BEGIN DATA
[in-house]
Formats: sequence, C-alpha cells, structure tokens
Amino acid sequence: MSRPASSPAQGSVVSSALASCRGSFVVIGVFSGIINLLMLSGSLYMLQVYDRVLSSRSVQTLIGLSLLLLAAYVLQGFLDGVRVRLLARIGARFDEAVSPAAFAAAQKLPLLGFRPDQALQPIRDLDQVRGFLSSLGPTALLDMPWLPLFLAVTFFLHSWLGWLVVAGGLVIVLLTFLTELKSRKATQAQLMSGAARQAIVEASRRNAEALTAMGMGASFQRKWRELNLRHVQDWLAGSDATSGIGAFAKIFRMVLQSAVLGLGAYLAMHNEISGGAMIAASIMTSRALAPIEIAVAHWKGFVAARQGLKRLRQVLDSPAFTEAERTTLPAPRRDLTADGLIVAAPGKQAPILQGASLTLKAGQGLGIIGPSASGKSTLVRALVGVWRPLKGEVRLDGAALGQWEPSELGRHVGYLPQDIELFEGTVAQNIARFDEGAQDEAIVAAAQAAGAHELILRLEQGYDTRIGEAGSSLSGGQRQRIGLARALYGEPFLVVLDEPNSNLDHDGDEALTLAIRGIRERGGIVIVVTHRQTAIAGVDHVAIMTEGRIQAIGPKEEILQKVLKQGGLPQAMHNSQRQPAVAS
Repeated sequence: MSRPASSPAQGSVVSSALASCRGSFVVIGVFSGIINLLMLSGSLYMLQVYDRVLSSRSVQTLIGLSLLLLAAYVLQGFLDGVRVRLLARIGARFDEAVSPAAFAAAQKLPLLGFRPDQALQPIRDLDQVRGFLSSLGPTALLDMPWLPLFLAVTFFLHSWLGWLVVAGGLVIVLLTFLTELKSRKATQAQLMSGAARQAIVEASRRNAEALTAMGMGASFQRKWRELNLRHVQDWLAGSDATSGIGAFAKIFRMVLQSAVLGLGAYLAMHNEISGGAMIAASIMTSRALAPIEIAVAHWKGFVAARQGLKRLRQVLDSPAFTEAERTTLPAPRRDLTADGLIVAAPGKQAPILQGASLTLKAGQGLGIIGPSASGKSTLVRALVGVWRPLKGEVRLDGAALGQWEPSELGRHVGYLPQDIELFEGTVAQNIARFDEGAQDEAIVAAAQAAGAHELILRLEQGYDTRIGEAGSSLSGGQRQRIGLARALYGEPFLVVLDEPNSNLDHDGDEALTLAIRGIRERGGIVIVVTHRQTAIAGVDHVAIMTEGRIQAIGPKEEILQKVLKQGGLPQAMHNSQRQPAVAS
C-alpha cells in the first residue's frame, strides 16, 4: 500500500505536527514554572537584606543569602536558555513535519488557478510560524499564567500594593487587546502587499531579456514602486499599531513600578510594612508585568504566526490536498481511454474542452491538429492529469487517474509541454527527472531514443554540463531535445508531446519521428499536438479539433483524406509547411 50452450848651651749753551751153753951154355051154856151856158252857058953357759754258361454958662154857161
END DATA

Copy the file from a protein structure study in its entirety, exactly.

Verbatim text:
[in-house]
Formats: sequence, C-alpha cells, structure tokens
Amino acid sequence: MSRPASSPAQGSVVSSALASCRGSFVVIGVFSGIINLLMLSGSLYMLQVYDRVLSSRSVQTLIGLSLLLLAAYVLQGFLDGVRVRLLARIGARFDEAVSPAAFAAAQKLPLLGFRPDQALQPIRDLDQVRGFLSSLGPTALLDMPWLPLFLAVTFFLHSWLGWLVVAGGLVIVLLTFLTELKSRKATQAQLMSGAARQAIVEASRRNAEALTAMGMGASFQRKWRELNLRHVQDWLAGSDATSGIGAFAKIFRMVLQSAVLGLGAYLAMHNEISGGAMIAASIMTSRALAPIEIAVAHWKGFVAARQGLKRLRQVLDSPAFTEAERTTLPAPRRDLTADGLIVAAPGKQAPILQGASLTLKAGQGLGIIGPSASGKSTLVRALVGVWRPLKGEVRLDGAALGQWEPSELGRHVGYLPQDIELFEGTVAQNIARFDEGAQDEAIVAAAQAAGAHELILRLEQGYDTRIGEAGSSLSGGQRQRIGLARALYGEPFLVVLDEPNSNLDHDGDEALTLAIRGIRERGGIVIVVTHRQTAIAGVDHVAIMTEGRIQAIGPKEEILQKVLKQGGLPQAMHNSQRQPAVAS
Repeated sequence: MSRPASSPAQGSVVSSALASCRGSFVVIGVFSGIINLLMLSGSLYMLQVYDRVLSSRSVQTLIGLSLLLLAAYVLQGFLDGVRVRLLARIGARFDEAVSPAAFAAAQKLPLLGFRPDQALQPIRDLDQVRGFLSSLGPTALLDMPWLPLFLAVTFFLHSWLGWLVVAGGLVIVLLTFLTELKSRKATQAQLMSGAARQAIVEASRRNAEALTAMGMGASFQRKWRELNLRHVQDWLAGSDATSGIGAFAKIFRMVLQSAVLGLGAYLAMHNEISGGAMIAASIMTSRALAPIEIAVAHWKGFVAARQGLKRLRQVLDSPAFTEAERTTLPAPRRDLTADGLIVAAPGKQAPILQGASLTLKAGQGLGIIGPSASGKSTLVRALVGVWRPLKGEVRLDGAALGQWEPSELGRHVGYLPQDIELFEGTVAQNIARFDEGAQDEAIVAAAQAAGAHELILRLEQGYDTRIGEAGSSLSGGQRQRIGLARALYGEPFLVVLDEPNSNLDHDGDEALTLAIRGIRERGGIVIVVTHRQTAIAGVDHVAIMTEGRIQAIGPKEEILQKVLKQGGLPQAMHNSQRQPAVAS
C-alpha cells in the first residue's frame, strides 16, 4: 500500500505536527514554572537584606543569602536558555513535519488557478510560524499564567500594593487587546502587499531579456514602486499599531513600578510594612508585568504566526490536498481511454474542452491538429492529469487517474509541454527527472531514443554540463531535445508531446519521428499536438479539433483524406509547411 50452450848651651749753551751153753951154355051154856151856158252857058953357759754258361454958662154857161